As several answers have said: flying cars.
The reason is interesting because it isn’t a failure of technology.
- Flying is an inherently dangerous activity. Nobody survives a fall from 1,000 feet, much less 33,000 feet.
- A trivial fender-bender on the ground would be much more damaging if rotor blades were involved.
- If you fail to top up the oil or check the tires in a ground-car you might get stiff bill. In the air, you might die.
This is the reason that new drivers can pass their driving test in a week but pilots have to log hundreds of hours before they are allowed to fly solo. This is the reason that planes cost many thousands of pounds/dollars/whatever.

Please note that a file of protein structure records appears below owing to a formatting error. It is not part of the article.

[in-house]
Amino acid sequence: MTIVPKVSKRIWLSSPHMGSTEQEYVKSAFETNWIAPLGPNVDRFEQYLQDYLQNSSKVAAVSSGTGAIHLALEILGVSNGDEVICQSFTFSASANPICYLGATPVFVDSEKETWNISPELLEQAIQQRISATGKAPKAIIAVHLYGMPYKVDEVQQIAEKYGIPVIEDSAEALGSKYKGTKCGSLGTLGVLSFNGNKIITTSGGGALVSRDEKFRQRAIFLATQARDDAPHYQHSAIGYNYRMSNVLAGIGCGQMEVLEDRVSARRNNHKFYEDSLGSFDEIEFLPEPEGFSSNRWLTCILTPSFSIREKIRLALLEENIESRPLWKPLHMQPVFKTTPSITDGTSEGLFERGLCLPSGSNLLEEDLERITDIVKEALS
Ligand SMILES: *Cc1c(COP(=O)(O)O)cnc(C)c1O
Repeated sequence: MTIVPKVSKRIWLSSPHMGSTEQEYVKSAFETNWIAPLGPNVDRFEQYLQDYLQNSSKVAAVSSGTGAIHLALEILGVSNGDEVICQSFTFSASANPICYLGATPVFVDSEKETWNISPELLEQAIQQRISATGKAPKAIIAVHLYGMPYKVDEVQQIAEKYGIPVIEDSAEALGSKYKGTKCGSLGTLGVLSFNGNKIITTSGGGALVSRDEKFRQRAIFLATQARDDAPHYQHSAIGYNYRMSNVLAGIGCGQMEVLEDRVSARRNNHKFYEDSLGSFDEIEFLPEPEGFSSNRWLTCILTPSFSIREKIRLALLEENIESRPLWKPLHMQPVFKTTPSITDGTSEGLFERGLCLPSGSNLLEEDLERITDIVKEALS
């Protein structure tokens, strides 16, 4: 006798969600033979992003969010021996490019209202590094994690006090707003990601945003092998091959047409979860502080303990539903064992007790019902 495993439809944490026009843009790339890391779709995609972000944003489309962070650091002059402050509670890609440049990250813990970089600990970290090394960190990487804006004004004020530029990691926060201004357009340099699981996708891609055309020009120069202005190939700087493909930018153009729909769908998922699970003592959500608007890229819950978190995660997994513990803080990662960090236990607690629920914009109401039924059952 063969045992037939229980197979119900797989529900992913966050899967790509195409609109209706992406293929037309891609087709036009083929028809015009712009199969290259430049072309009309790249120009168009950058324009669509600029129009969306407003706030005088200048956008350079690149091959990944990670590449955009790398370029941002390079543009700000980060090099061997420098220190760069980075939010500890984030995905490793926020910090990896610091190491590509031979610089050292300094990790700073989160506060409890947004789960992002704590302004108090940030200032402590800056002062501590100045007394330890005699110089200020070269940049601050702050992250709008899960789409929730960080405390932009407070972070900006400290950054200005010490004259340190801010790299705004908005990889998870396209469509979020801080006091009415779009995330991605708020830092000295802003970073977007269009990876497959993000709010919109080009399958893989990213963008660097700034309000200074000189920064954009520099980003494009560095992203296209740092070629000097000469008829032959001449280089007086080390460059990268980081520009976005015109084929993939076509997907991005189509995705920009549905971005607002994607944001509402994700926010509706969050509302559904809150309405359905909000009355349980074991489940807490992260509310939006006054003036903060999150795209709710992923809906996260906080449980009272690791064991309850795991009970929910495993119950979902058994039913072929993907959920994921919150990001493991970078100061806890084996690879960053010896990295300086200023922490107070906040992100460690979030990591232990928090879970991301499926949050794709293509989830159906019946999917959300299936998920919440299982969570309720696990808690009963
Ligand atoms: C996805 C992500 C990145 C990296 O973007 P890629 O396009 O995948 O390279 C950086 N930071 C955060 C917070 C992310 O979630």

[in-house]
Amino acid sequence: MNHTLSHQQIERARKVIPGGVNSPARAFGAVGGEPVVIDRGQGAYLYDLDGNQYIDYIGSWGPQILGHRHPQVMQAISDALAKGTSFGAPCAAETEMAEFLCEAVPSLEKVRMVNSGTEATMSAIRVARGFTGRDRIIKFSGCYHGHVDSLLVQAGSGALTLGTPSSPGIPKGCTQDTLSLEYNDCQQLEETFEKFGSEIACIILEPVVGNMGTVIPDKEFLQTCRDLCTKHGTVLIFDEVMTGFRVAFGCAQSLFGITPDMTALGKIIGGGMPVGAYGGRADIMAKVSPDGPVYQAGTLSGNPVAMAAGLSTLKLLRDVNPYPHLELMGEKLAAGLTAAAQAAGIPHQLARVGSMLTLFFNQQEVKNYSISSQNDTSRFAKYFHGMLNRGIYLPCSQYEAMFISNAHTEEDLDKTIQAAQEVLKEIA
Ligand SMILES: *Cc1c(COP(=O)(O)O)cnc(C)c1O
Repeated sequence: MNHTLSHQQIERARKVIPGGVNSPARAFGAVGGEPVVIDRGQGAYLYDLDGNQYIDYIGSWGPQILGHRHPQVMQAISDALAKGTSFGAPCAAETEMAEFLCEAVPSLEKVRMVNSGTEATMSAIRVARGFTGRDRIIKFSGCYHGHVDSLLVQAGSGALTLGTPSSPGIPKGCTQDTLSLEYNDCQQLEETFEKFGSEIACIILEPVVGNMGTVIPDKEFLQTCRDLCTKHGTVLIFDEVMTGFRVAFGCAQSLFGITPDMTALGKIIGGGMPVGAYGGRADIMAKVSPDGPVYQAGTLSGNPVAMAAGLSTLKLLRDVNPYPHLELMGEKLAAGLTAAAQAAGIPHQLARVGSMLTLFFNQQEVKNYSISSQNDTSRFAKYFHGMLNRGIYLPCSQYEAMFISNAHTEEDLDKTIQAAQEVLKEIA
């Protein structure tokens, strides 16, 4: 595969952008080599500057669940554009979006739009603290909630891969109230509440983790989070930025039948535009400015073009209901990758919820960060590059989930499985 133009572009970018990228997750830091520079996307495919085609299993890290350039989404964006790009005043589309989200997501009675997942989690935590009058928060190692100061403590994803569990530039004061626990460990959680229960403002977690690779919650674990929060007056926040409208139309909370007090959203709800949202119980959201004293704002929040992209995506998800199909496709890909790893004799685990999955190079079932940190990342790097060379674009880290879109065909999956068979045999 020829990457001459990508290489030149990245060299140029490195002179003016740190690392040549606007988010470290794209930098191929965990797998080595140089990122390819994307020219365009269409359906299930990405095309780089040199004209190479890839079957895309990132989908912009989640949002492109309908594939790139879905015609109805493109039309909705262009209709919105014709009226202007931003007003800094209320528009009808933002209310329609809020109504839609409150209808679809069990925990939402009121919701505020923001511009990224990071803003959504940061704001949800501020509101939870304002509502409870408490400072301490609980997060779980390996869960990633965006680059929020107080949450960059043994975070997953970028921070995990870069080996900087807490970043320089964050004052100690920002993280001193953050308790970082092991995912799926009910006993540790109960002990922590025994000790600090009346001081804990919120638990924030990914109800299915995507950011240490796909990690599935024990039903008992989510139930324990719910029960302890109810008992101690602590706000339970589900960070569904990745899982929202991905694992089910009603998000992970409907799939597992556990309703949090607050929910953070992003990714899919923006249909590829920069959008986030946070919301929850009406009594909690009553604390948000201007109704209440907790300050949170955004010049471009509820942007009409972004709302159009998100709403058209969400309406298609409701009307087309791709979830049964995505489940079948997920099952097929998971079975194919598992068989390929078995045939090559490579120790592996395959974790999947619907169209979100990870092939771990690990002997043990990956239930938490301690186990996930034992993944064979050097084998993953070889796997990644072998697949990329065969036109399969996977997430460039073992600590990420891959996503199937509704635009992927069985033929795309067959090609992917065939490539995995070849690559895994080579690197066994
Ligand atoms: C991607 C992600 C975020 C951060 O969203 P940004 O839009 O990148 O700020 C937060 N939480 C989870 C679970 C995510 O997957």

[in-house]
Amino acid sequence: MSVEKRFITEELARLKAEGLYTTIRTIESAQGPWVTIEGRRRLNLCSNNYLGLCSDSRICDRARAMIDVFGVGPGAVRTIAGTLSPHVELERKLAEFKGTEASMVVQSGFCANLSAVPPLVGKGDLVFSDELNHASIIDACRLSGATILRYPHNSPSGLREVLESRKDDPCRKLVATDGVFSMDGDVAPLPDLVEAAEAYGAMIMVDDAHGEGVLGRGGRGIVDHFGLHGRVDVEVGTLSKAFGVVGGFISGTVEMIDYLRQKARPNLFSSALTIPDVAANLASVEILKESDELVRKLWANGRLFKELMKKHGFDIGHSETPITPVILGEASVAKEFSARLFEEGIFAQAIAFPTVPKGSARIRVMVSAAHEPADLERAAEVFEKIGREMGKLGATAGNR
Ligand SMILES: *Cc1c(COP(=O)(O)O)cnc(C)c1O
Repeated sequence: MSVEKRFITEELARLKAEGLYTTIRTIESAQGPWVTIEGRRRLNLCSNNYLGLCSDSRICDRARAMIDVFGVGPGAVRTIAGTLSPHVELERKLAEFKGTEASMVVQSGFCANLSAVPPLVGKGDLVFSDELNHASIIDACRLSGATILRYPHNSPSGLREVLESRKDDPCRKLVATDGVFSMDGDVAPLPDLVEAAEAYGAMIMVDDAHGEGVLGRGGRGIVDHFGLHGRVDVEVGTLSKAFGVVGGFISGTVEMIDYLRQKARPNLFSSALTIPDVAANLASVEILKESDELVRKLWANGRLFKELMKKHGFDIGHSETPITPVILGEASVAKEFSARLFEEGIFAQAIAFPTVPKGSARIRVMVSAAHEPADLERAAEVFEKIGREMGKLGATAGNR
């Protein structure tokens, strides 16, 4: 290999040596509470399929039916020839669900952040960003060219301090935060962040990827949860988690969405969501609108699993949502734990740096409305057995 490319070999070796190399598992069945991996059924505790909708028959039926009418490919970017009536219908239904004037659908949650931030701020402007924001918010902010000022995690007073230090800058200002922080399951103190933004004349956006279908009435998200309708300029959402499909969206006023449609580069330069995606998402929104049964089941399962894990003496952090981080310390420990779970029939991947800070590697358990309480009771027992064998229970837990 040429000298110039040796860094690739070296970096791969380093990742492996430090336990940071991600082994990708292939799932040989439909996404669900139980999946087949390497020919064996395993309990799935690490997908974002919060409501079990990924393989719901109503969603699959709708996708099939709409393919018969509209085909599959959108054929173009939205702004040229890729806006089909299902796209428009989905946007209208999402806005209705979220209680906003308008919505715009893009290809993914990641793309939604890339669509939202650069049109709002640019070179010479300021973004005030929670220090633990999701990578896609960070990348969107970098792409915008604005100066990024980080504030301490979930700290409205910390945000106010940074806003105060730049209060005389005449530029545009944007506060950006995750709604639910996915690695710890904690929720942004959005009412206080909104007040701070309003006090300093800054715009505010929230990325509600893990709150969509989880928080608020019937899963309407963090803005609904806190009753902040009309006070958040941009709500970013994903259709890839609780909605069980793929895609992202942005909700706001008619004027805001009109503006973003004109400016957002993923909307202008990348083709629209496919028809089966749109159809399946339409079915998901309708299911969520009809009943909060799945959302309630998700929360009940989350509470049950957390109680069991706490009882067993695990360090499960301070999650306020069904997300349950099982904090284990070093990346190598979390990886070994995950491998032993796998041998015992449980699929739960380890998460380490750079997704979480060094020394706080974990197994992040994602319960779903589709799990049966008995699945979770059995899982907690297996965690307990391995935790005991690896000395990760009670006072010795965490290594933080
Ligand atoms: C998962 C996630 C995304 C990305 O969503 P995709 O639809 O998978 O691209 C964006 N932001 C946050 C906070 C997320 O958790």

There have been flying cars in some form or other for almost a century but they have always been rare and expensive because their owners have always needed a pilot’s license. That means there has never been an economy of scale; they’re not mass-produced like cars. That’s not going to change until we get totally autonomous robot pilots that don’t need a human to monitor them and enough self-diagnostics that equipment failure almost never happens.
Here’s the autogyro. Invented 97 years ago. Short take-off and a landing requirement that approaches zero space. Cheap and inherently safe. But still needs a pilot’s license and enough space to swing a rotor.
If you are thinking, “you won’t get me up in that thing,” that’s why flying cars are not around.